Every Mother and baby has different anatomy. Even the same pair of breasts can vary in size, shape and appearance. Women frequently have one breast bigger than the other, along with different shaped nipples, areola’s and amount of breast tissue.
A baby’s anatomy will also vary hugely. Differences in tongue mobility, arch of palate, recession of chin and size of mouth can all impact on how easily your baby latches on to feed.
One common obstacle to breastfeeding can be flat or inverted nipples. This by no means indicates an inability to breastfeed, but may require some helpful tips and technique in the early days to get you started.
Here’s a few things to try:
- Nipple stimulation prior to feeding; nipple tweaking and rolling the nipple between thumb and fore finger can encourage nipples to become erect prior to a breastfeed.
- Placing something cold on the nipple may help to bring it out more.
- Using a pump for a few minutes will get the milk flowing and also pulls the nipple out.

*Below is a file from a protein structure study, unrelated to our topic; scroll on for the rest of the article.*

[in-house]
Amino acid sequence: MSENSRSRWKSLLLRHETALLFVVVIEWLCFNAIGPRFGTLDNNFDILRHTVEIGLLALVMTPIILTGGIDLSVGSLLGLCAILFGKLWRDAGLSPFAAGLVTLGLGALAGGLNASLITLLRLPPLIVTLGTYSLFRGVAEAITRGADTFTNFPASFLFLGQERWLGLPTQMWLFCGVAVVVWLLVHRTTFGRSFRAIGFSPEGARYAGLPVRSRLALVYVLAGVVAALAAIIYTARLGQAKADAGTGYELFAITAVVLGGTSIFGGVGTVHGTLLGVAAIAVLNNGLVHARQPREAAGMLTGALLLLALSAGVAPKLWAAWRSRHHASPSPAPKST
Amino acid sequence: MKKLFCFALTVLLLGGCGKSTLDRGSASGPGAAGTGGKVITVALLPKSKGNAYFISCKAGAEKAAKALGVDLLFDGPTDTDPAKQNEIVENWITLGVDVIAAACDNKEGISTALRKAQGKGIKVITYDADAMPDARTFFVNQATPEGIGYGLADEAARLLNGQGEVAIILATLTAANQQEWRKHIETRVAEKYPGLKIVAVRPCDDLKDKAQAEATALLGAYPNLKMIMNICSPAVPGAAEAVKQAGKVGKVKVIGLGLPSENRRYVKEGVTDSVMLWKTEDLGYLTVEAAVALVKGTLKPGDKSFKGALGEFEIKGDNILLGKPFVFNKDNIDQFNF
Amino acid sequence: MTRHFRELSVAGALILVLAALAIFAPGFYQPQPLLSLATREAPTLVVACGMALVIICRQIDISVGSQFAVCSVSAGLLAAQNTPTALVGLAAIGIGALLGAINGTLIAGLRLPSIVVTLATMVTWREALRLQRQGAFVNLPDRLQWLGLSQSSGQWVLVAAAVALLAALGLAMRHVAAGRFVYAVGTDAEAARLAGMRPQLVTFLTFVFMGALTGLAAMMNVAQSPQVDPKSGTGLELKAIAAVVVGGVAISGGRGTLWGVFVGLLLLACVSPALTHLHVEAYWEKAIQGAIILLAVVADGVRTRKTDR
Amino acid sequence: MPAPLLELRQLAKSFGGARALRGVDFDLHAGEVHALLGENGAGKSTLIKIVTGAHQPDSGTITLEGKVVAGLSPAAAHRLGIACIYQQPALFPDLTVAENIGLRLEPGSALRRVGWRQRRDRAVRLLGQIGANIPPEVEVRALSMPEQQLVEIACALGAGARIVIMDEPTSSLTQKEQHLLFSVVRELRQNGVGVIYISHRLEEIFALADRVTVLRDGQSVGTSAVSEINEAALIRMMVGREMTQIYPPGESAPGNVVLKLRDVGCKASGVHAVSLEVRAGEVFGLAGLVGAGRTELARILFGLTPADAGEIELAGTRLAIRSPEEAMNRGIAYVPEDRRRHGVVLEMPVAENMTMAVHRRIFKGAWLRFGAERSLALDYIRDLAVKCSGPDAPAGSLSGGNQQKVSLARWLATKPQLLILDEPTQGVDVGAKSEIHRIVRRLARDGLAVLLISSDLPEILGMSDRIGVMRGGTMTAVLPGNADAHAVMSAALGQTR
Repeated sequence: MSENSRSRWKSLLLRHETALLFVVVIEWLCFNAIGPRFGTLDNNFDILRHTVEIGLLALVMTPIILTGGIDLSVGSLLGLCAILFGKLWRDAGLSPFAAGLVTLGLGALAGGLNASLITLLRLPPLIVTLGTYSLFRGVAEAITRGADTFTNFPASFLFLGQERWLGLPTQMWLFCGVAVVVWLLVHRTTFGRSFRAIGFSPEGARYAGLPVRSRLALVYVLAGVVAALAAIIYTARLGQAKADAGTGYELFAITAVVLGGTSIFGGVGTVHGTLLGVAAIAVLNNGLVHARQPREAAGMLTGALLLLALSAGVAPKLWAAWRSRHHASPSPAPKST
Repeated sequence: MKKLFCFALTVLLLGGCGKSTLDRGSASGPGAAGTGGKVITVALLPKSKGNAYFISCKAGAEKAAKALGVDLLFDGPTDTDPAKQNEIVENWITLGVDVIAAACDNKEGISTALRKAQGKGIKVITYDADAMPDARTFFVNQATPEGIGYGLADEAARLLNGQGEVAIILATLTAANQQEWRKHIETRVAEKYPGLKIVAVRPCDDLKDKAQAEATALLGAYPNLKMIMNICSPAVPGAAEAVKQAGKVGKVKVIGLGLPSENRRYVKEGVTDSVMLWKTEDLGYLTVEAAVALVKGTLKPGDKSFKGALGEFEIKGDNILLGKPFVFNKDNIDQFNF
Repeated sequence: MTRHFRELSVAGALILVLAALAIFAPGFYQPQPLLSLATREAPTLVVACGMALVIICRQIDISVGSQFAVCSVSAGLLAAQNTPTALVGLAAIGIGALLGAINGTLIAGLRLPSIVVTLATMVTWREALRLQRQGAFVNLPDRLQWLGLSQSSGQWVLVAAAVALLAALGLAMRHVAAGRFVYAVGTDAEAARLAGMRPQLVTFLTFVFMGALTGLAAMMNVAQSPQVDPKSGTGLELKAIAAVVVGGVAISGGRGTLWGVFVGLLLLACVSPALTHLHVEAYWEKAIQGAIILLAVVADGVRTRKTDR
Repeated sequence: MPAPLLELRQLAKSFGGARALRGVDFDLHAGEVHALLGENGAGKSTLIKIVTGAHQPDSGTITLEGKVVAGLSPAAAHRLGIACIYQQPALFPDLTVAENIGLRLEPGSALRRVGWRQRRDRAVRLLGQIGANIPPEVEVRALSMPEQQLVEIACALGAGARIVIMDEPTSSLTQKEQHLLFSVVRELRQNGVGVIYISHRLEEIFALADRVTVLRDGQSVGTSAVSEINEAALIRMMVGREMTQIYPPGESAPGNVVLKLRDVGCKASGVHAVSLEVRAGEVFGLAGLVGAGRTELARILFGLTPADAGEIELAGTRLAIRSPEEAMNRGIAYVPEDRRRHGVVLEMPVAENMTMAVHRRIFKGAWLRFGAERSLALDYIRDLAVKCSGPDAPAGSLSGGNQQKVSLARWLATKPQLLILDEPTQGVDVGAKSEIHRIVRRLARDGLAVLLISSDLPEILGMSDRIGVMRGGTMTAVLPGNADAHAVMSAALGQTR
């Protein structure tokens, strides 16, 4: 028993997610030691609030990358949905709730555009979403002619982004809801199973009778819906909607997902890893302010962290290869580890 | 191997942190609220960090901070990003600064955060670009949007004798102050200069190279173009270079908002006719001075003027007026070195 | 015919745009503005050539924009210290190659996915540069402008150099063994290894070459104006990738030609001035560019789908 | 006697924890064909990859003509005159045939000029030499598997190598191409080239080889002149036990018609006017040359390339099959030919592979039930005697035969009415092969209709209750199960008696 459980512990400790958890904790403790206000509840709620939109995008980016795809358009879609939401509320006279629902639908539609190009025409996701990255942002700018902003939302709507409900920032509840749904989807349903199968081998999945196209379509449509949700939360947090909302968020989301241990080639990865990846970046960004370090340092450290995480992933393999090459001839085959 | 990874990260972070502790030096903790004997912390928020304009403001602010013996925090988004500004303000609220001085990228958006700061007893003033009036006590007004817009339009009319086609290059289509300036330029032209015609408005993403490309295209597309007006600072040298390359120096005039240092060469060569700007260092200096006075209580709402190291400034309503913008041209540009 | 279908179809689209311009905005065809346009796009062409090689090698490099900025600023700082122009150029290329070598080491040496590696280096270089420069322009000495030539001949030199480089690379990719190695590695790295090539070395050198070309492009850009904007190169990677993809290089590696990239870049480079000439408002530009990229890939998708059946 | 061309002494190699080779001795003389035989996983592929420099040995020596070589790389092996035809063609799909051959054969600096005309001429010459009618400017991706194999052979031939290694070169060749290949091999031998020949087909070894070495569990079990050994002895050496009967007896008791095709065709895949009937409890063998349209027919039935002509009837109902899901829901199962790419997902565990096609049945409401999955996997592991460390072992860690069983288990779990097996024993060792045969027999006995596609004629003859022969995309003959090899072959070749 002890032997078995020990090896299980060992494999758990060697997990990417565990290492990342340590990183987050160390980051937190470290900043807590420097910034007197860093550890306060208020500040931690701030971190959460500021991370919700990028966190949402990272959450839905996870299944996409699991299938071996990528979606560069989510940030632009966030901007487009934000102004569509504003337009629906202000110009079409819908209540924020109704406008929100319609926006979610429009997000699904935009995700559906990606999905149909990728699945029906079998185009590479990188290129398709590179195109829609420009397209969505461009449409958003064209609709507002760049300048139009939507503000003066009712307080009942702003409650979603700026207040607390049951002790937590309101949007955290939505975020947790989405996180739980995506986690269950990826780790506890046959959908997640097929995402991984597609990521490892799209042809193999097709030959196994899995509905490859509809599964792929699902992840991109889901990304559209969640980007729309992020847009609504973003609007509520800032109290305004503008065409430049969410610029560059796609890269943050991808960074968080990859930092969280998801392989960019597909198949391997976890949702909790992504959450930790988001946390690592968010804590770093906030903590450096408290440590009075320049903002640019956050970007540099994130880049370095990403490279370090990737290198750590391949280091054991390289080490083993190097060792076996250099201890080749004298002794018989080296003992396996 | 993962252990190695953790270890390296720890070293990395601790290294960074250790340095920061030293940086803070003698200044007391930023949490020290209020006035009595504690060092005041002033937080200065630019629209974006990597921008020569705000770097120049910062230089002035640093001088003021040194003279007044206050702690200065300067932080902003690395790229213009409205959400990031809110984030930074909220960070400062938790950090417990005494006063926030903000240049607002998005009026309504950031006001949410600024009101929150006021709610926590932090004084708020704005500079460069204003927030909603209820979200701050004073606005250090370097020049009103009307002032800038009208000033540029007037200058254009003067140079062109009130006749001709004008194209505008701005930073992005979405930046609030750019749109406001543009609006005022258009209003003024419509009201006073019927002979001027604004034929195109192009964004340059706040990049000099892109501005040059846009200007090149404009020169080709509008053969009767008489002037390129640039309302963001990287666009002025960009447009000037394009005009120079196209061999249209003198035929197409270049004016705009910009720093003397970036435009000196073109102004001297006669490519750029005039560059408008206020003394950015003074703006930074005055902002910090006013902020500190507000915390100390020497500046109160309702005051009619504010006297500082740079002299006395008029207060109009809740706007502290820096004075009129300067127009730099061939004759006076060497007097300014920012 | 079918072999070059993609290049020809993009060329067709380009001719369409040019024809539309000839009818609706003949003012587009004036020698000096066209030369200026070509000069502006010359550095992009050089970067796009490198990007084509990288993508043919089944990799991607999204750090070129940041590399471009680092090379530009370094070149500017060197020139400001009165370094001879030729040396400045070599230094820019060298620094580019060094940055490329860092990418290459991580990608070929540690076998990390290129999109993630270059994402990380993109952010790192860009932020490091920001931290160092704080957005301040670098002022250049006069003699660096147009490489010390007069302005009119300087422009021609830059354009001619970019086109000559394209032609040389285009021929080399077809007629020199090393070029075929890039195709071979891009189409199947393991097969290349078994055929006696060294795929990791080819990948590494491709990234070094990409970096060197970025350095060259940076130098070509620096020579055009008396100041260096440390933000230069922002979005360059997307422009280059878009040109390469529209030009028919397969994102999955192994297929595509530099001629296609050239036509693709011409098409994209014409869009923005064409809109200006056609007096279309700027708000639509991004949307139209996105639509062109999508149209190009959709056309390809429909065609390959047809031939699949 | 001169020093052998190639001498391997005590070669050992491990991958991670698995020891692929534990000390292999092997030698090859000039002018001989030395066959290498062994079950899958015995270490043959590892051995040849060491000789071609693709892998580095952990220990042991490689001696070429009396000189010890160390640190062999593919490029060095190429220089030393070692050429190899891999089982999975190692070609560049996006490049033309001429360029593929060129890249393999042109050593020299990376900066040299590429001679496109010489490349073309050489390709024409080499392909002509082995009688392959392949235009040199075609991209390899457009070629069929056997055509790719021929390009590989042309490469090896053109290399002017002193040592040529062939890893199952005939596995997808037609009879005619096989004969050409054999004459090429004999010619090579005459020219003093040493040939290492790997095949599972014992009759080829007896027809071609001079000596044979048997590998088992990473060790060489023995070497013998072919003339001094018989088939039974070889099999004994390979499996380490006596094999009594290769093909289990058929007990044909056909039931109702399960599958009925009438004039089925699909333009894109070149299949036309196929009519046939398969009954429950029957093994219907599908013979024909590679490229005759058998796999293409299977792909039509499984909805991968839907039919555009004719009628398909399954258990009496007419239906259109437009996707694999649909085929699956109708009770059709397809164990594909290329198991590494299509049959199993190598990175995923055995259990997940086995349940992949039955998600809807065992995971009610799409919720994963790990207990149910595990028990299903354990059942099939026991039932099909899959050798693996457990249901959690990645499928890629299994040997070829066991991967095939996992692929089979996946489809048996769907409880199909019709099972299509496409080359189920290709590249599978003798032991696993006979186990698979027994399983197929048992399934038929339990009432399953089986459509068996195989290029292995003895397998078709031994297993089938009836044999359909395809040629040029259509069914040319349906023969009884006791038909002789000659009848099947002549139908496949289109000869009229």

- Hand expressing for a few minutes first can also be helpful if you don’t want to faff around with a pump.
- Try these techniques immediately before latching.
- Shaping the breast; Check where your breast lies naturally, use the same hand as the breast you’re feeding from, cup underneath the breast, placing fore finger and thumb either side of the areola, squeeze together and shape encouraging the nipple area to protrude, don’t move the breast, wait for your baby to open their mouth really wide and then swiftly guide them on scooping the underside of the areola and pointing the nipple to the back of your baby’s mouth, allow your baby to get a good grip and start sucking before gently letting go of the breast. It’s advisable to get this technique checked by a breastfeeding specialist to ensure your baby is well latched and help with the technique.
- If you are still experiencing difficulties, seek support.